The Arnold and Esther Tuzman Memorial Holocaust Teach-In

This biennial event draws hundreds of people to Gratz College for an afternoon of special programming on the Holocaust and genocide. Particularly exciting this year is the keynote address, which is being delivered by Dr. Deborah Lipstadt, the Emory University professor and expert on Holocaust denial, who was sued for libel in the United Kingdom for labeling English historian David Irving a Holocaust denier. Lipstadt’s trial is the subject of the new motion picture “Denial.”

The keynote address will be followed by two sessions in which participants can choose among a list of seminars on a wide range of topics, including music from the Holocaust, survivor stories, discussions of other genocides and much more. Hawa Abdallah Mohammed Salih, a survivor of genocide in Darfur who was presented the International Women of Courage Award by Michelle Obama and Hillary Clinton, will share her experiences during one of these seminars. See the brochure for all seminar descriptions.

Schedule: Special programming for teachers begins at 9 a.m. Doors open for the main program at 1 p.m., with the program beginning at 1:30.

Admission Fees: General admission is $10; higher fees for teachers and attorneys seeking professional education credit.

The PROGRAM IS NOW FULL.

Genocide in the 21st Century

The Last Survivor explores the idea of genocide in the 21st century as a platform for social action.

— by David Felder, Nancy Strong and Sharon Shore

The term “genocide” is of relatively recent origin. It was first coined by Raphael Lemkin (1900-1959), a Polish-Jewish legal scholar, in 1944. Lemkin’s idea of genocide as an offense against international law was widely accepted by the international community and was one of the legal bases of the Nuremberg trials.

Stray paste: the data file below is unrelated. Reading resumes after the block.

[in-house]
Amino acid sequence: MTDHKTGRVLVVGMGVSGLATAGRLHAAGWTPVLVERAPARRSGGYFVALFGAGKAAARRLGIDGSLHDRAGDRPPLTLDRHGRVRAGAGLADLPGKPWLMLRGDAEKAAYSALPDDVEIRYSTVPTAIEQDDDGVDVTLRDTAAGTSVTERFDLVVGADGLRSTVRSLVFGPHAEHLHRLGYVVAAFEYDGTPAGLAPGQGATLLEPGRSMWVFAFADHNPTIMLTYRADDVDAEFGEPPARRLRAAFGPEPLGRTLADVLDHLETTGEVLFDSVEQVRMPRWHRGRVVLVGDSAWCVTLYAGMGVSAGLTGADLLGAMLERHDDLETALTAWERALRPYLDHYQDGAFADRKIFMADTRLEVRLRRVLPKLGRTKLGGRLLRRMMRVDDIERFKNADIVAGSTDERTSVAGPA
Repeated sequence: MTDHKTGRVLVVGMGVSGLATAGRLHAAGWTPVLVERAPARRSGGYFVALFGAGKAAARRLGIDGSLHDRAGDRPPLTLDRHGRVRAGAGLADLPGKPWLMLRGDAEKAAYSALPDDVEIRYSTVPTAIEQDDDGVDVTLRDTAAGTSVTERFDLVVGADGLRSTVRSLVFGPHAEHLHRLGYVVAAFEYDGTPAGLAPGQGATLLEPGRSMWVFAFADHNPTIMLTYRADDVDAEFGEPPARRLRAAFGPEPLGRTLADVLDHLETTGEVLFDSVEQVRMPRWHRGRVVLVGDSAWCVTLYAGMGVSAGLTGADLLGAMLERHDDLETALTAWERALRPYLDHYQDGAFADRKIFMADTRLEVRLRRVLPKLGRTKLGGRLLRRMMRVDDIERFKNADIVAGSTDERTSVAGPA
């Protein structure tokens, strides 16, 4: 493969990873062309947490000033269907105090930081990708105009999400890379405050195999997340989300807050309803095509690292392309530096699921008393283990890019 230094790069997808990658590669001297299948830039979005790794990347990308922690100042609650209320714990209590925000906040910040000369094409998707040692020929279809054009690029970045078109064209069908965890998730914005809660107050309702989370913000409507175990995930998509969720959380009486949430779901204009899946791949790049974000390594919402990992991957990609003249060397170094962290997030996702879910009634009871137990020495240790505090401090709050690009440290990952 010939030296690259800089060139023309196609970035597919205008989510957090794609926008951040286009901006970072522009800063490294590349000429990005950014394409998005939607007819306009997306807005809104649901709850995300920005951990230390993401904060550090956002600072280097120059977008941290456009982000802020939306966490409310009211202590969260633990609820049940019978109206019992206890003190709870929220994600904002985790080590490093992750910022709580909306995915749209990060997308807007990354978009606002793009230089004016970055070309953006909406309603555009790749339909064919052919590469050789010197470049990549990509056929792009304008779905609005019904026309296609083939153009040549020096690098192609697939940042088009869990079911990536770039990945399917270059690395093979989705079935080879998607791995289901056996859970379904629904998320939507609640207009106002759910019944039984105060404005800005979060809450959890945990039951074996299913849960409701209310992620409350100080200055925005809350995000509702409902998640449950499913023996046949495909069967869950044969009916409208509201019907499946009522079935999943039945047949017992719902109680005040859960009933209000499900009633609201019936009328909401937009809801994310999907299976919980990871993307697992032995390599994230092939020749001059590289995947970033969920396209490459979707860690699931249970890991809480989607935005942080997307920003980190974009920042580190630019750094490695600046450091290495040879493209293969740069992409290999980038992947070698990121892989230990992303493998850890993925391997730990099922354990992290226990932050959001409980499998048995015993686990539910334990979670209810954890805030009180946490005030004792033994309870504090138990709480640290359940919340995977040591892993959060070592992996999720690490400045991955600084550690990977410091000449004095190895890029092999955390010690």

While most of us would prefer to think of genocide as something that belongs to another place and time, it is in fact, an evil that has occurred on nearly every continent in every century, and affects us all as human beings.

On January 28, 2012, Congregation Beth Hamedrosh of Wynnewood will present a program on genocide in the 21st century. The program will be informative and practical, focusing on specific actions that can be taken by individuals and organizations to help survivors of genocides in the 21st century. It will include a showing of the powerful documentary film, The Last Survivor, and a presentation by Dr. Henri Parens.

More after the jump.
Dr. Parens is a Holocaust survivor and a Professor of Psychiatry, Thomas Jefferson University, and a Training and Supervising Analyst at the Psychoanalytic Center of Philadelphia. There will be an opportunity for discussion following Dr. Parens’ presentation.

The Last Survivor is a character-based, feature-length documentary that follows the lives of survivors of four different genocides – The Holocaust, Rwanda, Darfur, and Congo. By presenting these stories of loss, survival, and hope side by side, the film highlights the commonalities these individuals share, both as survivors and, more broadly, as human beings. Shot on location in five countries across four continents, the film focuses on the universality of the horror of genocide, combating the misguided
notion that genocide is something that happens “over there.” The Last Survivor has received national and international recognition including numerous film festival awards for best documentary.

The program will take place at 7:30 PM on Saturday, January 28, 2012 at Congregation Beth Hamedrosh, 200 Haverford Road, Wynnewood, PA. The charge for admission is $5.00 in advance and $8.00 at the door. Tickets can be obtained by contacting the synagogue office at (610) 642-6444.

Congregation Beth Hamedrosh is a mutually supportive community of families and individuals who are looking to grow, enjoy and share in an Orthodox way of life. We welcome Jews of all backgrounds and levels of observance. Through programs such as this presentation of The Last Survivor, CBH seeks to better understand how the Jewish community should respond to events in both the United States and the world.